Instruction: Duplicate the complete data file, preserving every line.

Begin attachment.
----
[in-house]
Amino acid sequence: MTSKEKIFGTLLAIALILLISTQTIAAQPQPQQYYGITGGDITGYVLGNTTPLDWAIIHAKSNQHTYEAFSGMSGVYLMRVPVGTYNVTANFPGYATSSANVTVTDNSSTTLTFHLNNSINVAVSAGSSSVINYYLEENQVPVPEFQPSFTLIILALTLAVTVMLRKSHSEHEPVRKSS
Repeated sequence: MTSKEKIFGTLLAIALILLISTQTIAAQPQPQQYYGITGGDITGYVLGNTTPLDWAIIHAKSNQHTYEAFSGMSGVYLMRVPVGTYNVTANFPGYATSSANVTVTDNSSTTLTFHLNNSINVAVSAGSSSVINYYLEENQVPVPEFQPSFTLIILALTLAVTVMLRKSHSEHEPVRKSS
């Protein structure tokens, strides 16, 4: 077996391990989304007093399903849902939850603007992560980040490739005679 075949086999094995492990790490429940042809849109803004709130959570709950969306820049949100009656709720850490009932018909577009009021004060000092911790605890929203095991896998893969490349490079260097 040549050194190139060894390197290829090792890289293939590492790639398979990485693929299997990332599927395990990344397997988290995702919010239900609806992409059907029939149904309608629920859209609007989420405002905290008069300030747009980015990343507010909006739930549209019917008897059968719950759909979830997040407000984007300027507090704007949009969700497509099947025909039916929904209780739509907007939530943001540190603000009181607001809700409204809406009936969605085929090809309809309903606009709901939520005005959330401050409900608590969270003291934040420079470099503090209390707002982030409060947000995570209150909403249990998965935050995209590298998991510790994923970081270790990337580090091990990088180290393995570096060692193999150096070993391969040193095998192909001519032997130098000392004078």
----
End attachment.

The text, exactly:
[in-house]
Amino acid sequence: MTSKEKIFGTLLAIALILLISTQTIAAQPQPQQYYGITGGDITGYVLGNTTPLDWAIIHAKSNQHTYEAFSGMSGVYLMRVPVGTYNVTANFPGYATSSANVTVTDNSSTTLTFHLNNSINVAVSAGSSSVINYYLEENQVPVPEFQPSFTLIILALTLAVTVMLRKSHSEHEPVRKSS
Repeated sequence: MTSKEKIFGTLLAIALILLISTQTIAAQPQPQQYYGITGGDITGYVLGNTTPLDWAIIHAKSNQHTYEAFSGMSGVYLMRVPVGTYNVTANFPGYATSSANVTVTDNSSTTLTFHLNNSINVAVSAGSSSVINYYLEENQVPVPEFQPSFTLIILALTLAVTVMLRKSHSEHEPVRKSS
């Protein structure tokens, strides 16, 4: 077996391990989304007093399903849902939850603007992560980040490739005679 075949086999094995492990790490429940042809849109803004709130959570709950969306820049949100009656709720850490009932018909577009009021004060000092911790605890929203095991896998893969490349490079260097 040549050194190139060894390197290829090792890289293939590492790639398979990485693929299997990332599927395990990344397997988290995702919010239900609806992409059907029939149904309608629920859209609007989420405002905290008069300030747009980015990343507010909006739930549209019917008897059968719950759909979830997040407000984007300027507090704007949009969700497509099947025909039916929904209780739509907007939530943001540190603000009181607001809700409204809406009936969605085929090809309809309903606009709901939520005005959330401050409900608590969270003291934040420079470099503090209390707002982030409060947000995570209150909403249990998965935050995209590298998991510790994923970081270790990337580090091990990088180290393995570096060692193999150096070993391969040193095998192909001519032997130098000392004078």